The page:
A promise for greater early childhood education, but sequestration a threat


Since the State of the Union address, President Obama has continued his campaign to expand access to early childhood education by visiting programs in Georgia and Alabama. Advocates in the early childhood field are excited to have such high national attention paid to the success good programs can bring.

They have continued this week by reminding government officials planning the program that academic success and social-emotional skills must go hand-in-hand with any evaluation design. Detractors are concerned that we would be creating another program difficult to find funding for.

At the same time as this debate is going on, Head Start funding could be significantly reduced because of the threat of sequestration. The Jacksonville Public Education Fund's President, Trey Csar, appeared on Action News today to talk about the issue. See the story here.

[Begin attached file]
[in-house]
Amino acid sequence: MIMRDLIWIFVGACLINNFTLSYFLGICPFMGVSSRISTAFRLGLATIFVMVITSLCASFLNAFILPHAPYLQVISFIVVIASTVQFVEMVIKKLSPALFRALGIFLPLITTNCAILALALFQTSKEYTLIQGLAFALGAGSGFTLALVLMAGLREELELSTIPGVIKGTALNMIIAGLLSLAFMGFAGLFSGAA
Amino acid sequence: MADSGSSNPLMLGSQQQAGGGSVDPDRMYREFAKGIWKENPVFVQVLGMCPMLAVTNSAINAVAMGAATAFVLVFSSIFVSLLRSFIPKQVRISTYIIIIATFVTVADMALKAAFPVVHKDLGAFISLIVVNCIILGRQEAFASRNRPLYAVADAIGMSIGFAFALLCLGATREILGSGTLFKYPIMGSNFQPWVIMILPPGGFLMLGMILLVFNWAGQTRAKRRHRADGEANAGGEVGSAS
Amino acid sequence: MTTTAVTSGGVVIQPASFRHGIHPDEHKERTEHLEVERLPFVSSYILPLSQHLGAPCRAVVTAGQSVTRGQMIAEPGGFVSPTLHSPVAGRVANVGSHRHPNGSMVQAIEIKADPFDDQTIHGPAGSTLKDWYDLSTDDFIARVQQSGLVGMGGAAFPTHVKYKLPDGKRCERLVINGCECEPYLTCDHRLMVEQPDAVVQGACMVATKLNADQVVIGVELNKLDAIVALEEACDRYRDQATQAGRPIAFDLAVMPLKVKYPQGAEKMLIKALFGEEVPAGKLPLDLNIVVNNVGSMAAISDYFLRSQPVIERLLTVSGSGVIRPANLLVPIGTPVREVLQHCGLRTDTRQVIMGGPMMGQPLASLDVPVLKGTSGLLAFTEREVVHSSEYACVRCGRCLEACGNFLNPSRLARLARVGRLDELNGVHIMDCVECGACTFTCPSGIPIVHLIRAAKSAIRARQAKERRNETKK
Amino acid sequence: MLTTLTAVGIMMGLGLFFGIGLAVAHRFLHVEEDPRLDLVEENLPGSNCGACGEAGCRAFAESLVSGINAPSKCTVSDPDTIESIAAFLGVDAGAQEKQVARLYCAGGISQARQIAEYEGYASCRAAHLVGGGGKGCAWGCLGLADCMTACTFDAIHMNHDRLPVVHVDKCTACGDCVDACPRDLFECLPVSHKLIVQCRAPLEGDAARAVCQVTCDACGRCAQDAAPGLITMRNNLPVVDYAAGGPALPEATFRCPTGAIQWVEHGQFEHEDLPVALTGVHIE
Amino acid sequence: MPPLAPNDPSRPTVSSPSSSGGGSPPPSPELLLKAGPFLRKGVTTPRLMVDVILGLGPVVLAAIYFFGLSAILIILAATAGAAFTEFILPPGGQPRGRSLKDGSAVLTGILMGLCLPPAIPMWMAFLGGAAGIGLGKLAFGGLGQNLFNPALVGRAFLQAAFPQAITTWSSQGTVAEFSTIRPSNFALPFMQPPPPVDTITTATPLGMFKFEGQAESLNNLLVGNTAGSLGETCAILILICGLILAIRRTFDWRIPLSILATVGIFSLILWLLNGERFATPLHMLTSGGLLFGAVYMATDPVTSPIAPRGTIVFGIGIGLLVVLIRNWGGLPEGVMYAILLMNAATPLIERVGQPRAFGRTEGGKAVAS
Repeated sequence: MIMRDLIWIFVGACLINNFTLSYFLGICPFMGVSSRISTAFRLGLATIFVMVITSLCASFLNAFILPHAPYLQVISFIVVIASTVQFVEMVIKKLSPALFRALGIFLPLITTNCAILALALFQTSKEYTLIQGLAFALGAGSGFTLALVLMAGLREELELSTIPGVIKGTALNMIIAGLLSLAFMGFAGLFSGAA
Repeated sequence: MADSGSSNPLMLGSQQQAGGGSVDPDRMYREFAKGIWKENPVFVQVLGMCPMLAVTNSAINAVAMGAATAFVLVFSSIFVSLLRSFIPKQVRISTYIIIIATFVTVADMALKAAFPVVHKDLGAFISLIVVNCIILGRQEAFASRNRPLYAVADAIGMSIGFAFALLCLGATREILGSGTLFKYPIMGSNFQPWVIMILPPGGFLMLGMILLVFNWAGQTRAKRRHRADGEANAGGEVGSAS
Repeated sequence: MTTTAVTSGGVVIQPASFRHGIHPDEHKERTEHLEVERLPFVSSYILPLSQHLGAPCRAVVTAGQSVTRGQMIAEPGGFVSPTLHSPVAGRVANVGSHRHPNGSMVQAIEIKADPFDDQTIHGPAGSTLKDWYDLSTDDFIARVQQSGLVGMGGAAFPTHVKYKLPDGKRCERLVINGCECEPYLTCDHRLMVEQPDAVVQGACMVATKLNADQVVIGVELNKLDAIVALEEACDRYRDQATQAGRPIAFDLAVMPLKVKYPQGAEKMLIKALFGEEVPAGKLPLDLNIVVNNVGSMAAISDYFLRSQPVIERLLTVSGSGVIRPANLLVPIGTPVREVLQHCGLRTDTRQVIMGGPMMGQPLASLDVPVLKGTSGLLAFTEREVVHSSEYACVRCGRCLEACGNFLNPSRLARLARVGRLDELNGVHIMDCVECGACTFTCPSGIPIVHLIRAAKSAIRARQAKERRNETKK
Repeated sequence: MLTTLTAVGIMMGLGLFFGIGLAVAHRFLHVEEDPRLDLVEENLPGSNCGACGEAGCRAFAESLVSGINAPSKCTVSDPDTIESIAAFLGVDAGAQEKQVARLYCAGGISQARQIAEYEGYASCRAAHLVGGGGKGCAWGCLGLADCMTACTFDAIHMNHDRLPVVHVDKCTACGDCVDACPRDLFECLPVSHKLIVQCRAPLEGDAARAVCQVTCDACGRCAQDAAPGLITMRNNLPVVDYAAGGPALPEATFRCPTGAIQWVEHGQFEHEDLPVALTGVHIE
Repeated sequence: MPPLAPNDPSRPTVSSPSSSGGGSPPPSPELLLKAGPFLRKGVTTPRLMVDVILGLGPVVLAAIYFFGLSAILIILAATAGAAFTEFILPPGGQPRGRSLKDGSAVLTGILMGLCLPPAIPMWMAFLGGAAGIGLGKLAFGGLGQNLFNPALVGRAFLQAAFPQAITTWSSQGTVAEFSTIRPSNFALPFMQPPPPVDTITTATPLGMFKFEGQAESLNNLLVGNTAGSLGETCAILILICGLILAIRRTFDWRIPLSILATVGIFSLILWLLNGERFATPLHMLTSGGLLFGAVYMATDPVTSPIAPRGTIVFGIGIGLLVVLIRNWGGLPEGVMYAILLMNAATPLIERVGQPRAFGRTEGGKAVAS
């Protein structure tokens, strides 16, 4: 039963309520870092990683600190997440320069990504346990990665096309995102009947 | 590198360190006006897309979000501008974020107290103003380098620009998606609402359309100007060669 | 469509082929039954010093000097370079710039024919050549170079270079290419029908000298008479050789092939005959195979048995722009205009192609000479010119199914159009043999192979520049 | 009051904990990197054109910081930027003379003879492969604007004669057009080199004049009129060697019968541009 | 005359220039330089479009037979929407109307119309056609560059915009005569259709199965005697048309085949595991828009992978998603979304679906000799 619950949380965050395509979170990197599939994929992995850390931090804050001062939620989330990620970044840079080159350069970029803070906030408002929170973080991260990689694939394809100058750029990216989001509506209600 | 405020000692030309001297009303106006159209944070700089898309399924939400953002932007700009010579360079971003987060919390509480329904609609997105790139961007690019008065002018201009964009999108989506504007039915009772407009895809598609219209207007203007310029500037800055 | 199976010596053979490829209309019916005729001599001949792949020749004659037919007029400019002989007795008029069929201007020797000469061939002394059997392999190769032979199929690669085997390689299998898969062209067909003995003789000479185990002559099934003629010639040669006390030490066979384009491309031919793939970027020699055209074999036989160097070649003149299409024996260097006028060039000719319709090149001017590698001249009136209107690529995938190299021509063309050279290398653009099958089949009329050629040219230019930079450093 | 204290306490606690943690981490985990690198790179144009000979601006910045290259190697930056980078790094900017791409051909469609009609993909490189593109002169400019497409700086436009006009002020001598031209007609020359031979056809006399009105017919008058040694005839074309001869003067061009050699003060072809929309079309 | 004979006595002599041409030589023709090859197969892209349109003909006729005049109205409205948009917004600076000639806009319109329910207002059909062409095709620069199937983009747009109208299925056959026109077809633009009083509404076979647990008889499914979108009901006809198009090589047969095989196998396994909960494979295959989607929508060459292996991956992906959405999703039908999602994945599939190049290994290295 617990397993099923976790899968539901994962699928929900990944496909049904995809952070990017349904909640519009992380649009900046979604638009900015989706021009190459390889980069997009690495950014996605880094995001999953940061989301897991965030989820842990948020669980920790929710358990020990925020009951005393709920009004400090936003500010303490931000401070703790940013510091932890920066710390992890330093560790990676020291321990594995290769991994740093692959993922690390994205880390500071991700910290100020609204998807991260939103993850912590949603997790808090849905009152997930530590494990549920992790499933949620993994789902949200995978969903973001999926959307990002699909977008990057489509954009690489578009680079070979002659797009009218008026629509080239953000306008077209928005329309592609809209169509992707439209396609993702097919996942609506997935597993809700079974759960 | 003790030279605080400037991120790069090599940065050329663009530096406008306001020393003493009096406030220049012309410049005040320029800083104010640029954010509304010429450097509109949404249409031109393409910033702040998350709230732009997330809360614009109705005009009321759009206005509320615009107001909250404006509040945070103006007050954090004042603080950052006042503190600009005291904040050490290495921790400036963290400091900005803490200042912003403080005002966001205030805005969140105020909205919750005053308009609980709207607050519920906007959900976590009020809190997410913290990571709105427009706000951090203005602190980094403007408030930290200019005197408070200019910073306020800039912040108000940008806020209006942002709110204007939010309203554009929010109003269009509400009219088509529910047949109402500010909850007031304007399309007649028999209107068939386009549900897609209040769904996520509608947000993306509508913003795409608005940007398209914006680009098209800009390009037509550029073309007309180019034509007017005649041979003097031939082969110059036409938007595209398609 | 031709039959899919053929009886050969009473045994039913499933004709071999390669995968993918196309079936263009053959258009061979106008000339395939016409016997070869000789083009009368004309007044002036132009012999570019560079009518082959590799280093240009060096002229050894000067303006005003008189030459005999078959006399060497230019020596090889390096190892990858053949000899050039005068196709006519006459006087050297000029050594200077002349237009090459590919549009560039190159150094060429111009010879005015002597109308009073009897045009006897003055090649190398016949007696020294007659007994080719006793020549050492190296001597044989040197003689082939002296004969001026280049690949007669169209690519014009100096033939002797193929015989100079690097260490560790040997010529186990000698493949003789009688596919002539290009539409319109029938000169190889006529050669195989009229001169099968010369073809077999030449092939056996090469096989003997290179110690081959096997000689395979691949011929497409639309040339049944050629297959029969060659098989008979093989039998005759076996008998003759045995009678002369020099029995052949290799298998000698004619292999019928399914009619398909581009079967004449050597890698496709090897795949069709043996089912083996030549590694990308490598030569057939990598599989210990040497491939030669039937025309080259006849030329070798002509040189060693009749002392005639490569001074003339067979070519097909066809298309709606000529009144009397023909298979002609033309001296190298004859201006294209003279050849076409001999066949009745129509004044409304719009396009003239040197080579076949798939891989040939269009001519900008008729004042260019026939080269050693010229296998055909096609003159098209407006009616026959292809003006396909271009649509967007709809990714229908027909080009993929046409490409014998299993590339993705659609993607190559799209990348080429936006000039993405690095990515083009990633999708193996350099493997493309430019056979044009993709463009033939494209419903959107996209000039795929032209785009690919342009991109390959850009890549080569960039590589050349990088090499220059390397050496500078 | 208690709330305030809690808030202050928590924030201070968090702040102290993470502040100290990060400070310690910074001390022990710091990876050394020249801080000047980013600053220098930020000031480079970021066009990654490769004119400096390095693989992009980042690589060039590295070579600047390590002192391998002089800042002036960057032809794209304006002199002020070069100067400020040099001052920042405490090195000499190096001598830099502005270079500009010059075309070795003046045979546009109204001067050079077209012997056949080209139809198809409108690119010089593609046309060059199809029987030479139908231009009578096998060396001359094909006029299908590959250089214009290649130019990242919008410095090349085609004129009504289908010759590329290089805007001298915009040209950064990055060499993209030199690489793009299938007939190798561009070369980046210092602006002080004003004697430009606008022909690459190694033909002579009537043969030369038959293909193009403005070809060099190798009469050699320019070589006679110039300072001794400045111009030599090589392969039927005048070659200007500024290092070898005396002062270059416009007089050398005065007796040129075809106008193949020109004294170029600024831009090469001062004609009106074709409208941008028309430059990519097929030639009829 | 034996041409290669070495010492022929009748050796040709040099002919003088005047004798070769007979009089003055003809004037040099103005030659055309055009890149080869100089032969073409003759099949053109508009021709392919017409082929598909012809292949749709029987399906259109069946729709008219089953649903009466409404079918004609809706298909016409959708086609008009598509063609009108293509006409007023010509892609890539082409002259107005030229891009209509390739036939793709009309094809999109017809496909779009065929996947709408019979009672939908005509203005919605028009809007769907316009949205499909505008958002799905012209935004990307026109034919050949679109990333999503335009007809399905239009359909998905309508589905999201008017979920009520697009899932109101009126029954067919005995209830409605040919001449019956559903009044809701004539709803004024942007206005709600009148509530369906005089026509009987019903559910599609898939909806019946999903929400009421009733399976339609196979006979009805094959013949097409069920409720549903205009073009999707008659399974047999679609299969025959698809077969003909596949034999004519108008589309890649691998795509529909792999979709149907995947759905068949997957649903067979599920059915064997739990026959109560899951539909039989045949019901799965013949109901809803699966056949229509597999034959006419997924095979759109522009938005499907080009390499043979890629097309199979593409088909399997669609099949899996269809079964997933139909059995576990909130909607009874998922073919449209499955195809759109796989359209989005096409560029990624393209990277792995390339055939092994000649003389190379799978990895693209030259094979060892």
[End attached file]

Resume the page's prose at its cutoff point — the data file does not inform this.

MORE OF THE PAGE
Details of Obama's plan seem to indicate that expansion would be targeted at low- to moderate-income families, enabling them to access high quality preschool programs that may include funding for surround issues, maintaining low teacher/child ratios, teacher training and salaries.  The president's plan focuses on a federal-state partnership, similar to what we already have in Florida.

Check out this link to see an interactive map of what other states already have a universal PreK program.

Want to dive deeper? Check out this great blog post about the access vs quality debate.

-- Nancy




of public schools in Duval County earned an "A," "B," or "C" in 2021-2022.